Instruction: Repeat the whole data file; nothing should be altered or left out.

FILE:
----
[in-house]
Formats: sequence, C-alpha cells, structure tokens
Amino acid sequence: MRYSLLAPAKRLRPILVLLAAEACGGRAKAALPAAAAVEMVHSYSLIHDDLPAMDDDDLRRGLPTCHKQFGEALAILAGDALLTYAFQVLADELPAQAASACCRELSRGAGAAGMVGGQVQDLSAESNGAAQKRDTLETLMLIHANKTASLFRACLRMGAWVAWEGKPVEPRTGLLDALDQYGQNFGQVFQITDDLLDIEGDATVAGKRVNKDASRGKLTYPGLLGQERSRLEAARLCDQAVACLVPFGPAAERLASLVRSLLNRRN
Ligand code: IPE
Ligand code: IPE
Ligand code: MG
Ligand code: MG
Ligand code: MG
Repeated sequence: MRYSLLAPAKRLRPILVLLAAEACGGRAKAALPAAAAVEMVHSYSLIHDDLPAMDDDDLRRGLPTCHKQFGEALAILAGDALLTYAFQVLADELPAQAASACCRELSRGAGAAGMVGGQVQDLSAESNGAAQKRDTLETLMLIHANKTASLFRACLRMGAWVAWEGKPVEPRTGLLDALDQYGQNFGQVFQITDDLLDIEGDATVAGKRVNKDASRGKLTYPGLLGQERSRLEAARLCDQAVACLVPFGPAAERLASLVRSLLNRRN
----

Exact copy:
[in-house]
Formats: sequence, C-alpha cells, structure tokens
Amino acid sequence: MRYSLLAPAKRLRPILVLLAAEACGGRAKAALPAAAAVEMVHSYSLIHDDLPAMDDDDLRRGLPTCHKQFGEALAILAGDALLTYAFQVLADELPAQAASACCRELSRGAGAAGMVGGQVQDLSAESNGAAQKRDTLETLMLIHANKTASLFRACLRMGAWVAWEGKPVEPRTGLLDALDQYGQNFGQVFQITDDLLDIEGDATVAGKRVNKDASRGKLTYPGLLGQERSRLEAARLCDQAVACLVPFGPAAERLASLVRSLLNRRN
Ligand code: IPE
Ligand code: IPE
Ligand code: MG
Ligand code: MG
Ligand code: MG
Repeated sequence: MRYSLLAPAKRLRPILVLLAAEACGGRAKAALPAAAAVEMVHSYSLIHDDLPAMDDDDLRRGLPTCHKQFGEALAILAGDALLTYAFQVLADELPAQAASACCRELSRGAGAAGMVGGQVQDLSAESNGAAQKRDTLETLMLIHANKTASLFRACLRMGAWVAWEGKPVEPRTGLLDALDQYGQNFGQVFQITDDLLDIEGDATVAGKRVNKDASRGKLTYPGLLGQERSRLEAARLCDQAVACLVPFGPAAERLASLVRSLLNRRN